Japan is a country where cultural extremes intersect. While the Japanese are known for being at the forefront of innovation, this hasn’t altered their well-preserved tradition and rich Japanese culture. You might see bullet trains complemented by Zen gardens, or temples teeming with salarymen in suits. However, it is this unique combination that makes Japan a must-visit. It also happens to be one of the safest and cleanest countries in the world, making it ideal for solo traveling. So, what else should you know about the Land of the Rising Sun?
The Japanese are very helpful
Despite the language barrier, people will go out of their way to lend a hand — even if it means having to walk you in the right direction, drawing up a map for you, or approaching you themselves when they recognize the universal look of confusion on your face. So if you need something, don’t be intimidated and just ask.
Everyone is respectful
Japanese people have commendable manners and discipline. You’ll see everyone bowing to each other as a sign of respect, and will probably be bowed at yourself. And despite the booming tourism scene, you will almost never have to plow through elbows. In Japan, people never invade anyone else’s personal area with rude shoving. Make sure you return the favor and be respectful wherever you go. Try to learn basic phrases like “please,” “thank you,” and “excuse me” in Japanese to help get by. Remember that you’re a visitor in someone else’s home — act accordingly, and leave the “entitled tourist” attitude at the door.
Being alone is normal
There are some cities where it isn’t recommended for women to go around alone. Tourist places such as Paris and Mumbai are fraught with pickpockets and men who have the tendency to stare, or worse. Fortunately, Japan ranks as one of the safest cities in the world for women and solo travelers alike.
On the trains, you’ll even notice young girls on their way to school alone, or fellow women walking the streets solo. While you still have to be careful, you don’t have to keep looking over your shoulder in fear when making your way around.
There are plenty of accommodations options
Because of expensive hotels, Airbnbs became very popular in Japan. However, Bloomberg reports that a new home-sharing regulation law caused listings to cut down significantly. Keep this in mind so you can look for other options, like hostels. Japan has some of the cleanest and most pleasant shared room experiences. There are even all-female lodgings available, with common rooms that provide a great way for you to meet fellow travelers.
For extra experience points, you could also try a few nights at the popular capsule hotels — that is, if you aren’t claustrophobic.
The weather can get crazy
February is usually the coldest, and it’s also the most populated with end-of-winter clearance sales.
Meanwhile, spring is peak season due to the iconic cherry blossom trees. If you’re looking to catch a glimpse, be prepared to shell out more for flights and hotels.
On the other hand, summer during July and August is when many events happen — from grand music festivals to traditional dance celebrations. However, weather can get unpredictable this time of the year, alternating from rainy to scorching hot.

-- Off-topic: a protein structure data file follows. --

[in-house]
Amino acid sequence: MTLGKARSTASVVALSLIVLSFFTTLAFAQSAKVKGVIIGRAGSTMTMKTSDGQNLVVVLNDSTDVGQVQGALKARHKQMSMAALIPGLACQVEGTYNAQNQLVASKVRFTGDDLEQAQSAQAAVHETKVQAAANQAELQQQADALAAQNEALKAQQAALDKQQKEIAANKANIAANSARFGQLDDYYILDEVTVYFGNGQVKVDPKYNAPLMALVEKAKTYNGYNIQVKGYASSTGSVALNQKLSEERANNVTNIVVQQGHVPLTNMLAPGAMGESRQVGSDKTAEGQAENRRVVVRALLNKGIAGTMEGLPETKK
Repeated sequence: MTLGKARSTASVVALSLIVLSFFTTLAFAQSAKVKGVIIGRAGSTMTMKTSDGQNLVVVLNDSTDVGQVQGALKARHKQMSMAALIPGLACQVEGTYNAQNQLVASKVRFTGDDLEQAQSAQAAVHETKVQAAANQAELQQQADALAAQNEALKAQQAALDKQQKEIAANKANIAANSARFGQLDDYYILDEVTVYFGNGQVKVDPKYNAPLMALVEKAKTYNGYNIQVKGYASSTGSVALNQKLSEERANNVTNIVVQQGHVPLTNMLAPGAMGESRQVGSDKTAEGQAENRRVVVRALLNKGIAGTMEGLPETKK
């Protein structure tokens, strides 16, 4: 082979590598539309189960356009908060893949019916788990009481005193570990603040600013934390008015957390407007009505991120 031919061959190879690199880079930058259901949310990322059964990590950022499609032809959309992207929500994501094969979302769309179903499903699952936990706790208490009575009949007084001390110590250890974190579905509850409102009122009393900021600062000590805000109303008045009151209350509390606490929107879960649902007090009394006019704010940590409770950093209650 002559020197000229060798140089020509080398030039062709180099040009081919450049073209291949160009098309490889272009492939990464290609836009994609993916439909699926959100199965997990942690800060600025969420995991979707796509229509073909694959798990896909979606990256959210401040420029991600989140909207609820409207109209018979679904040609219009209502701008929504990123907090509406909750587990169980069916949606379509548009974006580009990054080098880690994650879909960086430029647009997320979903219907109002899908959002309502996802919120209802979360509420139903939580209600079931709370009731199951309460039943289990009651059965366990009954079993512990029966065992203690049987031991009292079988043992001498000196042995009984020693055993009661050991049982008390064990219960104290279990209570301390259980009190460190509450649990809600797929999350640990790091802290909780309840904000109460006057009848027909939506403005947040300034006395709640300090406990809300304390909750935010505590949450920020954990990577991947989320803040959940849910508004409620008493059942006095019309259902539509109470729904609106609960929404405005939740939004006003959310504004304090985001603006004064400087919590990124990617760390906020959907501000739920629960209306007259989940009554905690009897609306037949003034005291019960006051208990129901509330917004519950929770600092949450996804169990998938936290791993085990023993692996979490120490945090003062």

Lastly, you can also opt to visit during autumn, as Japan becomes bathed in rich hues of yellows and oranges. The weather is great for walking around: not too hot nor too cold.
Ready your smartphone
While most convenience stores and cafés have free Wi-Fi, it isn’t practical to leech off of them when trying to get around. The tourist choice is data SIM cards or a pocket Wi-Fi, which can be purchased at the airport but are cheaper at electronic stores like Yodobashi Camera.
It’s easy to get around
Japan has a world-renowned railway system that prides itself on being extremely efficient. This makes it easy to get to places, but like we mentioned before, there may not be many English translations available — hence the importance of having your internet-equipped smartphone. Moreover, forget cabs as they are notoriously expensive.
But of course, the best way to experience the rich culture is on foot, as there are countless layers to unravel at every corner. This merging of cultural extremes is distinctly Japan, and it has been ingrained in global mainstream pop culture through a variety of ways.
This intersection of Japanese and American culture is evident in old classics like Transformers, Power Rangers, and many more. Even the influence of video games like Tamagotchi have helped push the boundaries of international media. Digital provider Slingo also features aspects of this colorful culture in titles such as Samurai Ken and Hanzo’s Dojo. These games bridge traditional elements of Japanese martial arts and culture with modern gameplay and graphics, which helps people around the globe engage with Japanese culture and tradition. However, despite these many pop culture appearances focusing on Japanese culture, there’s absolutely no substitute for the real thing. Seeing Japan in the flesh is a fulfilling experience that tends to stay with tourists-turned-friends, even long after they leave.